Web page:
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    I would tell him wait another 12 months. That area is going gang busters at the moment. Lucky to find a property under $600k. Friend of mine bought a 400m2 block for 450k , just about finished building and will be listing for 1.2m. I believe some if not all of that area is in the Mansfield High catchment Also which is a very reputable public school. Tell him he can have 60k in his pocket if he sells this time next year. Prime real estate in that area. It is one place that I spent a lot of time looking but unfortunately a little bit out of my price range. That's one area that will see some solid growth. You just need to look down the road to Carindale. What size is the block the house is on?
     
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  13. highlighter

    highlighter Well-Known Member

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    Tough one... I'd personally say hold.

    I am a pretty bearish guy being Irish, and will happily advise people to sell fringe suburban assets, apartments or assets in the bubbliest cities. But Brisbane is really not very bubbly and honestly I think it has Australia's best prospects for long term growth.

    Suppose the bubble does burst - suppose the worst of the worst case scenarios ever does happen: Brisbane doesn't have very far to fall. I am not going to sit here and say Brisbane wouldn't be caught up to some extent in any widespread downturn, but bubbles tend to correct to around the long term mean of the median multiple, and Brisbane isn't too far away from this - in fact it is one of our most affordable capitals. Add to this that Brisbane is a large, economically sound city, it's by the beach, has good infrastructure etc. If we see any significant market correction and buyers are turned off Sydney or Melbourne, Brisbane offers an extremely attractive prospect.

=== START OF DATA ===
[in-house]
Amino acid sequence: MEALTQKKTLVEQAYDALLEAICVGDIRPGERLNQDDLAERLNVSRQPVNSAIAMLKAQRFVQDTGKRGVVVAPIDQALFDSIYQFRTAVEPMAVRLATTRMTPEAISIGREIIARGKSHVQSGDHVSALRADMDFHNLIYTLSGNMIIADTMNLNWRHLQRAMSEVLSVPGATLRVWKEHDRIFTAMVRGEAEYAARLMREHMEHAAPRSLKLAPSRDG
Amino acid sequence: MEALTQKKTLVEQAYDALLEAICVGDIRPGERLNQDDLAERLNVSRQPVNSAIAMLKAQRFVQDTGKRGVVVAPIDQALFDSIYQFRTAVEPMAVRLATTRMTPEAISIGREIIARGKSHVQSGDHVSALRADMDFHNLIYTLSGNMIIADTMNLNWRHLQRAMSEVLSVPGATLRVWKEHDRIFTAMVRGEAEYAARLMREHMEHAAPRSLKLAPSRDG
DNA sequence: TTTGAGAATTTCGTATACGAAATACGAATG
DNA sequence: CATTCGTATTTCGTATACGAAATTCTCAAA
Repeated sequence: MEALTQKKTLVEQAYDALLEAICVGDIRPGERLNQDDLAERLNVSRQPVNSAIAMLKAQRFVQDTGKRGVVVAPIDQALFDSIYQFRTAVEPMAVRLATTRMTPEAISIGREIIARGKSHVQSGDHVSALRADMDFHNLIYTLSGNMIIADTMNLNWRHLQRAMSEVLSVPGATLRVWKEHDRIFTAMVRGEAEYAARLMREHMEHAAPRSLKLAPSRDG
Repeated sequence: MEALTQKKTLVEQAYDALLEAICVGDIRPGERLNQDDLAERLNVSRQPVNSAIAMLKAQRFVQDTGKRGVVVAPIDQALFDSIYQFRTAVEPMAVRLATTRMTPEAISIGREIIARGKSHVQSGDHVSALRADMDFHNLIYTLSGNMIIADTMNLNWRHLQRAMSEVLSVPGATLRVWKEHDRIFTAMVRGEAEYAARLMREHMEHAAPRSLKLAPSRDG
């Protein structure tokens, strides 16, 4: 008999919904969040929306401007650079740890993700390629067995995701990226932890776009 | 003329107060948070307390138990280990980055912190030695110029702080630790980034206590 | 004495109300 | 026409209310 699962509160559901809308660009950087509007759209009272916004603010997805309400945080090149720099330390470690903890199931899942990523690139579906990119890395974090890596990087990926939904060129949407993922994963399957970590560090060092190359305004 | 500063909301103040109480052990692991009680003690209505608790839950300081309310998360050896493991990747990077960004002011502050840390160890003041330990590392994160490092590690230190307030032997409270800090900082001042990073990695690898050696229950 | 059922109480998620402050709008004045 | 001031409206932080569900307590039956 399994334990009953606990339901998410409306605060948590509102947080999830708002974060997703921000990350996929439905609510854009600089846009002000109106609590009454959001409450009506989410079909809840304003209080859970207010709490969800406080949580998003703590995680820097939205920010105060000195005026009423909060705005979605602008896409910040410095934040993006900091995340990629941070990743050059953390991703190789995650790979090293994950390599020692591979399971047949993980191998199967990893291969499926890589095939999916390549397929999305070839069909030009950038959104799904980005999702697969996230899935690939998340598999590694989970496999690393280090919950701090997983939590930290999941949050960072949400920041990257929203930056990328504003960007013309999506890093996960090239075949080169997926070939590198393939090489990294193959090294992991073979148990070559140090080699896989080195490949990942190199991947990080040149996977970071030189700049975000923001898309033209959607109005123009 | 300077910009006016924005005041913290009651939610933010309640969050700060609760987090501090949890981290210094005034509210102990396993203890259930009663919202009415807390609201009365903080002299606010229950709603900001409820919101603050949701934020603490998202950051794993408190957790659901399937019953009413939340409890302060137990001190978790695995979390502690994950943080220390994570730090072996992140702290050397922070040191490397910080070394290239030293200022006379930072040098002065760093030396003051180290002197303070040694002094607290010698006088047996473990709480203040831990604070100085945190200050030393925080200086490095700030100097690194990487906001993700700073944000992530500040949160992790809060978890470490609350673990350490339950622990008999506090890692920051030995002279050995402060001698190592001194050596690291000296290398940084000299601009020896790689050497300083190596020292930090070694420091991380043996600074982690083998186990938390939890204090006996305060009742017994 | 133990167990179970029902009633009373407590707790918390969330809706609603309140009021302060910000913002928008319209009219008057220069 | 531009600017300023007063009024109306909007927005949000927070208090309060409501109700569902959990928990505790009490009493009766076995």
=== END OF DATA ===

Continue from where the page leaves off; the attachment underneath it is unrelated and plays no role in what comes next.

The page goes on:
In USA this was what happened in California (even LA which was one of the bubbliest cities, seeing a 50% correction during the GFC). Other major markets were mostly very overpriced, but most of California was in a milder bubble, so as a lot of ships went down, investors all jumped aboard the ship that seemed to be sinking least - this bouyed Californian markets. They bounced back very quickly and have all seen most of USA's house price growth since.

    Brisbane is at less risk of over-correcting than Melbourne or Sydney simply because it isn't as overpriced. Now - another thing is slower market growth. In Brisbane prices have not grown rapidly and so have also not priced buyers out of the market. There are fewer over-leveraged investors likely to bail in Brisbane, contained growth supports the argument it might not be in a bubble at all. This is a good thing for a long term investor. You don't want to be caught up with that tide of inexperienced investors. Rapid price rises are a risk - a real risk. If prices in Sydney can rise 20% a year they can sure as hell fall at a similar rate. Brisbane is unlikely to see that pace even in the worst case scenario, because it hasn't been targeted to the same extreme by noob investors looking for a quick buck.